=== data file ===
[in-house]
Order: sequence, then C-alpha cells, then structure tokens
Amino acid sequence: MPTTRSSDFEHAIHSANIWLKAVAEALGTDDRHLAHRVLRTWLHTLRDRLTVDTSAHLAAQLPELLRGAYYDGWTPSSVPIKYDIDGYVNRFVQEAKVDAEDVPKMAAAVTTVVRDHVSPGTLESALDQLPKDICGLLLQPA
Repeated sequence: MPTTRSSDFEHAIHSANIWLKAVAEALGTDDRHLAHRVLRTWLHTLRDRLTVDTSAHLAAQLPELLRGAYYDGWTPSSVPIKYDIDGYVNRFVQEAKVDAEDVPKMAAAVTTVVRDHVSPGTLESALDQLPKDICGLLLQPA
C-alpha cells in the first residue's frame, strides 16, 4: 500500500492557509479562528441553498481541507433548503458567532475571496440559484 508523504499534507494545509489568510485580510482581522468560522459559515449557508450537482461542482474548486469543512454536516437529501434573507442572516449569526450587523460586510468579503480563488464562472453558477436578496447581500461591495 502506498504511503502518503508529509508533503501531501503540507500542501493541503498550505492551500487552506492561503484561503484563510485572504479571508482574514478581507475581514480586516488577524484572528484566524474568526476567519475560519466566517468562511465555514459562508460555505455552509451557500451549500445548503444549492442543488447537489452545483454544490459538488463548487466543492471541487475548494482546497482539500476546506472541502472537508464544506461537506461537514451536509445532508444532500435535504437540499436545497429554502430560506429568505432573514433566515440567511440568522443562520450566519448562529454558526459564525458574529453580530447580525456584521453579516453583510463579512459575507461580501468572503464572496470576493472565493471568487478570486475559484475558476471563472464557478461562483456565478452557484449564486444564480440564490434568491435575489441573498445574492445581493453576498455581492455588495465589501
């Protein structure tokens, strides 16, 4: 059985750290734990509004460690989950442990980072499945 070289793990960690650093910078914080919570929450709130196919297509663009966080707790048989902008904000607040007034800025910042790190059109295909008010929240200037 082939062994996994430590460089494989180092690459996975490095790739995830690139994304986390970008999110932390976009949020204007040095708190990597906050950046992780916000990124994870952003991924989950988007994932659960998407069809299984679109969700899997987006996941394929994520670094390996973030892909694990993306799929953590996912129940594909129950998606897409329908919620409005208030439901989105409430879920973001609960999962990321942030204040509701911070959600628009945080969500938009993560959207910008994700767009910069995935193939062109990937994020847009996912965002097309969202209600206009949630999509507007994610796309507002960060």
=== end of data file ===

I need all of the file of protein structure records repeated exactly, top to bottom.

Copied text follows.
[in-house]
Order: sequence, then C-alpha cells, then structure tokens
Amino acid sequence: MPTTRSSDFEHAIHSANIWLKAVAEALGTDDRHLAHRVLRTWLHTLRDRLTVDTSAHLAAQLPELLRGAYYDGWTPSSVPIKYDIDGYVNRFVQEAKVDAEDVPKMAAAVTTVVRDHVSPGTLESALDQLPKDICGLLLQPA
Repeated sequence: MPTTRSSDFEHAIHSANIWLKAVAEALGTDDRHLAHRVLRTWLHTLRDRLTVDTSAHLAAQLPELLRGAYYDGWTPSSVPIKYDIDGYVNRFVQEAKVDAEDVPKMAAAVTTVVRDHVSPGTLESALDQLPKDICGLLLQPA
C-alpha cells in the first residue's frame, strides 16, 4: 500500500492557509479562528441553498481541507433548503458567532475571496440559484 508523504499534507494545509489568510485580510482581522468560522459559515449557508450537482461542482474548486469543512454536516437529501434573507442572516449569526450587523460586510468579503480563488464562472453558477436578496447581500461591495 502506498504511503502518503508529509508533503501531501503540507500542501493541503498550505492551500487552506492561503484561503484563510485572504479571508482574514478581507475581514480586516488577524484572528484566524474568526476567519475560519466566517468562511465555514459562508460555505455552509451557500451549500445548503444549492442543488447537489452545483454544490459538488463548487466543492471541487475548494482546497482539500476546506472541502472537508464544506461537506461537514451536509445532508444532500435535504437540499436545497429554502430560506429568505432573514433566515440567511440568522443562520450566519448562529454558526459564525458574529453580530447580525456584521453579516453583510463579512459575507461580501468572503464572496470576493472565493471568487478570486475559484475558476471563472464557478461562483456565478452557484449564486444564480440564490434568491435575489441573498445574492445581493453576498455581492455588495465589501
């Protein structure tokens, strides 16, 4: 059985750290734990509004460690989950442990980072499945 070289793990960690650093910078914080919570929450709130196919297509663009966080707790048989902008904000607040007034800025910042790190059109295909008010929240200037 082939062994996994430590460089494989180092690459996975490095790739995830690139994304986390970008999110932390976009949020204007040095708190990597906050950046992780916000990124994870952003991924989950988007994932659960998407069809299984679109969700899997987006996941394929994520670094390996973030892909694990993306799929953590996912129940594909129950998606897409329908919620409005208030439901989105409430879920973001609960999962990321942030204040509701911070959600628009945080969500938009993560959207910008994700767009910069995935193939062109990937994020847009996912965002097309969202209600206009949630999509507007994610796309507002960060």